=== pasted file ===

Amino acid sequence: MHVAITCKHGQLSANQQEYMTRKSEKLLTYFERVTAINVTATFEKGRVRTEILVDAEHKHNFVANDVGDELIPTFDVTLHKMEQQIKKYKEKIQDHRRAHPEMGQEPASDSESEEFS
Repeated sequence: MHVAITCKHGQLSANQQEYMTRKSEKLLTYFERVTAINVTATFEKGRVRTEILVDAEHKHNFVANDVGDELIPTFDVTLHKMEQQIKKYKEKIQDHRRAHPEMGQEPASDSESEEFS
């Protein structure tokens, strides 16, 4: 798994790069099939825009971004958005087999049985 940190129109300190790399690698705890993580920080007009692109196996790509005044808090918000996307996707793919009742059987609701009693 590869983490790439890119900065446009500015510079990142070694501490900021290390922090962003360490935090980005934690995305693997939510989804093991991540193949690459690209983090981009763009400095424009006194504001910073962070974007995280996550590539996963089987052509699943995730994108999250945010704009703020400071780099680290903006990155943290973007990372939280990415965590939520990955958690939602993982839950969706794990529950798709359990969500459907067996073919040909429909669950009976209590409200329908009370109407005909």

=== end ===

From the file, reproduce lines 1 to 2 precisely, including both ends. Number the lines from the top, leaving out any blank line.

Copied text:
Amino acid sequence: MHVAITCKHGQLSANQQEYMTRKSEKLLTYFERVTAINVTATFEKGRVRTEILVDAEHKHNFVANDVGDELIPTFDVTLHKMEQQIKKYKEKIQDHRRAHPEMGQEPASDSESEEFS
Repeated sequence: MHVAITCKHGQLSANQQEYMTRKSEKLLTYFERVTAINVTATFEKGRVRTEILVDAEHKHNFVANDVGDELIPTFDVTLHKMEQQIKKYKEKIQDHRRAHPEMGQEPASDSESEEFS